There is a predictable pall of gloom in the liberal, secular circles in the country as the newbie BJP beat the 20-year-old Manik Sarkar government of the CPM in the Tripura Assembly elections last week. The anti-BJP non-Communists were hoping that the CPM in Tripura would defy in what was seen as Prime Minister Narendra Modi- and party president Amit Shah-driven BJP juggernaut. When the CPM was reduced to 16 seats and the BJP captured 35, the sighs of despair resounded loudly from the liberal quarter. Both Mr Modi and Mr Shah knew that they did not merely win as in other state Assembly elections, and that this was sweet ideological triumph more than anything else. The two hit out where it really hurt.
So, is this really the end of the Left in east India? The fall in West Bengal is followed by the defeat in Tripura. The two became the impregnable red bastions of the east. The apparently invincible Left has been shattered. In West Bengal, the credit goes to the indefatigable and feisty Mamata Banerjee and her All India Trinamool Congress (AITMC) that she had single-handedly forged. In Tripura, the BJP gets the laurel. But it should not be forgotten that the Left Front in West Bengal and the CPM in Tripura had a long run and it is not bad either for the people of the two states, or even for the Left parties themselves, that the Left Front and the CPM had been trounced. It was long overdue. The comrades needed to be woken out of their political reverie. The story of the Left Democratic Front led by the CPM is different because it never enjoyed an unbroken reign as in the other two eastern states.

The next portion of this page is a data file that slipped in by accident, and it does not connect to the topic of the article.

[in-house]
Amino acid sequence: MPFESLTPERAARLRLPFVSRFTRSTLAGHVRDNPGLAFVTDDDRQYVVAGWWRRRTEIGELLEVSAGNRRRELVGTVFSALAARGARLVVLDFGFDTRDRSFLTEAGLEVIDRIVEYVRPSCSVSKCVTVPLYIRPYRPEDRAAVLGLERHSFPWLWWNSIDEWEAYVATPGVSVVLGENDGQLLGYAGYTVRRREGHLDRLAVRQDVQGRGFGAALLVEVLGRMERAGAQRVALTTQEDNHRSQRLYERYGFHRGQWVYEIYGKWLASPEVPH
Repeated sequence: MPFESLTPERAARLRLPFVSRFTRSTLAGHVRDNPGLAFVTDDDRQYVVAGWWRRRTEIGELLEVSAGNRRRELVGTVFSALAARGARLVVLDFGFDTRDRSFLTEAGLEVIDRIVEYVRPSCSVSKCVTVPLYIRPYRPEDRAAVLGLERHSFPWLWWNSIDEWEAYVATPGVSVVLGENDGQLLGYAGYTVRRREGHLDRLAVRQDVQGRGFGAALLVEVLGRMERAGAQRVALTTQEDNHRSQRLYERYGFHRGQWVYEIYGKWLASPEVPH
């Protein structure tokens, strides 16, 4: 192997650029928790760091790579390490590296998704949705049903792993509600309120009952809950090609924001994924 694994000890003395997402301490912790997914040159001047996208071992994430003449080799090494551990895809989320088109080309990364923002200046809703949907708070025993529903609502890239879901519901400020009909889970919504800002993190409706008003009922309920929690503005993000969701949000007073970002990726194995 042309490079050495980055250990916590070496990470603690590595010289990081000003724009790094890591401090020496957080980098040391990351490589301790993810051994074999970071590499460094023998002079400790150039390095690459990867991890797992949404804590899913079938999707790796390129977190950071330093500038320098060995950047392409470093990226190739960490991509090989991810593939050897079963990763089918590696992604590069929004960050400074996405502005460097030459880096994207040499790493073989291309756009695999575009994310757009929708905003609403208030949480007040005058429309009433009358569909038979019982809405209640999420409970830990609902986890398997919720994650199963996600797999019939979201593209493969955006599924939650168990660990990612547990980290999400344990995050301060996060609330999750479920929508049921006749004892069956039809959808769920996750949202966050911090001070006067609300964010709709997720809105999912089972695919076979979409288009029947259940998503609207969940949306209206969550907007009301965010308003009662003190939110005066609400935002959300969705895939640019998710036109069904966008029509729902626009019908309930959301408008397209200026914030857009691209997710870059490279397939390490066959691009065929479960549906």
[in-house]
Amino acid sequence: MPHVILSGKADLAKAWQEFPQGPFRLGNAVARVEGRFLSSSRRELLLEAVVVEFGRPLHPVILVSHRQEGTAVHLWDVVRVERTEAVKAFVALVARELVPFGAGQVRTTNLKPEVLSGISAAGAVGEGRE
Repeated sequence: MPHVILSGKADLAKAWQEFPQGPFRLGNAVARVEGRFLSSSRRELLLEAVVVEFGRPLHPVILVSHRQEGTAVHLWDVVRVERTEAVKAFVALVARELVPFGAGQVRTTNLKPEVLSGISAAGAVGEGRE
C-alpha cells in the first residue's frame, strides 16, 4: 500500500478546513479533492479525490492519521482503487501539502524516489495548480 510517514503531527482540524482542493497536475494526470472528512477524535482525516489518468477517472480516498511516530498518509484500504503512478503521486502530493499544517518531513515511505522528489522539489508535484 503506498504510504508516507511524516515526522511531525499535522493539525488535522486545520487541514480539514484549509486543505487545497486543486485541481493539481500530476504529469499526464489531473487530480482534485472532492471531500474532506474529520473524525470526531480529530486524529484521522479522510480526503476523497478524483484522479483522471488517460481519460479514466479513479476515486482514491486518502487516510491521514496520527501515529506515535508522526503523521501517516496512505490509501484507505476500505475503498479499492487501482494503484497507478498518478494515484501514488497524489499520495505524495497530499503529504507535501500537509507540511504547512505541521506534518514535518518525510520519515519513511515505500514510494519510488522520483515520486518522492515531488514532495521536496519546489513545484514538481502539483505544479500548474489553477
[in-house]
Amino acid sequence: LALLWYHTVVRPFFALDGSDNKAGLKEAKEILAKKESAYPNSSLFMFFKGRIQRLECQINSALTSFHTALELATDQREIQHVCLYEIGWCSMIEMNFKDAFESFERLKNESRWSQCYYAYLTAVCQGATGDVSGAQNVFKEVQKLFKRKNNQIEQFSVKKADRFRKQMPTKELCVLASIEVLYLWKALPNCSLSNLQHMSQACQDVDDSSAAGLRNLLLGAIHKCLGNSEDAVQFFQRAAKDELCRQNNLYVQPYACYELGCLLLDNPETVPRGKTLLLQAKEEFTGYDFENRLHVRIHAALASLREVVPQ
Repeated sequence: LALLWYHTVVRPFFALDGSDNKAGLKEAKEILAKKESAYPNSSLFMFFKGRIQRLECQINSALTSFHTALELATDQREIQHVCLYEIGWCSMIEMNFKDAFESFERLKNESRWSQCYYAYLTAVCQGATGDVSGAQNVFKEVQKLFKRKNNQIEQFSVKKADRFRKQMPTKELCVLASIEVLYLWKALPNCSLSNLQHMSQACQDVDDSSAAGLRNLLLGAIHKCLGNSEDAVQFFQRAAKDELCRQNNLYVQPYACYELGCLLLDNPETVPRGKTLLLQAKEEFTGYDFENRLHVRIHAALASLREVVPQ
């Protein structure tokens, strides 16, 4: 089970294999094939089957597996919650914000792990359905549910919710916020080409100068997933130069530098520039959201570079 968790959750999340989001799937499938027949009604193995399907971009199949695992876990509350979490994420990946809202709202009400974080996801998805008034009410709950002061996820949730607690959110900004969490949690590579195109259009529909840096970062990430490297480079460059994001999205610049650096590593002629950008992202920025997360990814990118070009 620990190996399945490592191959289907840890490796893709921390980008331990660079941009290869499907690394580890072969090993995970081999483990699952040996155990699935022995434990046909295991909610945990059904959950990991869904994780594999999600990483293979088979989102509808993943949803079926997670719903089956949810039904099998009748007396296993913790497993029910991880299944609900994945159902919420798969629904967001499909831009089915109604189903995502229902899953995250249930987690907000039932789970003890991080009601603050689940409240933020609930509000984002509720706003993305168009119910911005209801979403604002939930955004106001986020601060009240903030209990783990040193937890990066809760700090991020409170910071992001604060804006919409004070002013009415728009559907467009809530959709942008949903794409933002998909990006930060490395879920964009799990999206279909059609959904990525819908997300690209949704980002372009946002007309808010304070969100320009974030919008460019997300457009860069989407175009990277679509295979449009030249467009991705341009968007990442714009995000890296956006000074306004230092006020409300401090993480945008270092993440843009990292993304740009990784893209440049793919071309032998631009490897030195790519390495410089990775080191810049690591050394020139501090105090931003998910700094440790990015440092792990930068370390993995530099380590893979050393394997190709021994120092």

Former CPM general secretary Prakash Karat in an informal interaction with a group of newspaper journalists had made the incisive observation in 2010 that the young members of the CPM in West Bengal did not know a time when the party was not in power, and that they did not know what struggle and protest meant. He was anticipating the 2011 defeat in the state. The same could be said of CPM in Tripura as well. But the come back for the Left in these two states could be a long and arduous one. It may not happen in the next election or even the one after that. They may have to sit out in the wilderness for many years. This is not really doomsday for any political parties. The Labour Party in Britain was out of power for 18 years between 1979 and 1997, when the Conservatives ruled the roost, under the charismatic Margaret Thatcher for 11 of those 18 years. But a reformed Labour, many critics called it a Thatcherite Labour, under Tony Blair whose admiration for the Iron Lady was no secret. And Blair had a tough time steering the old Labour from the trade unions and to forge a market-friendly and not-so-welfare-minded new Labour.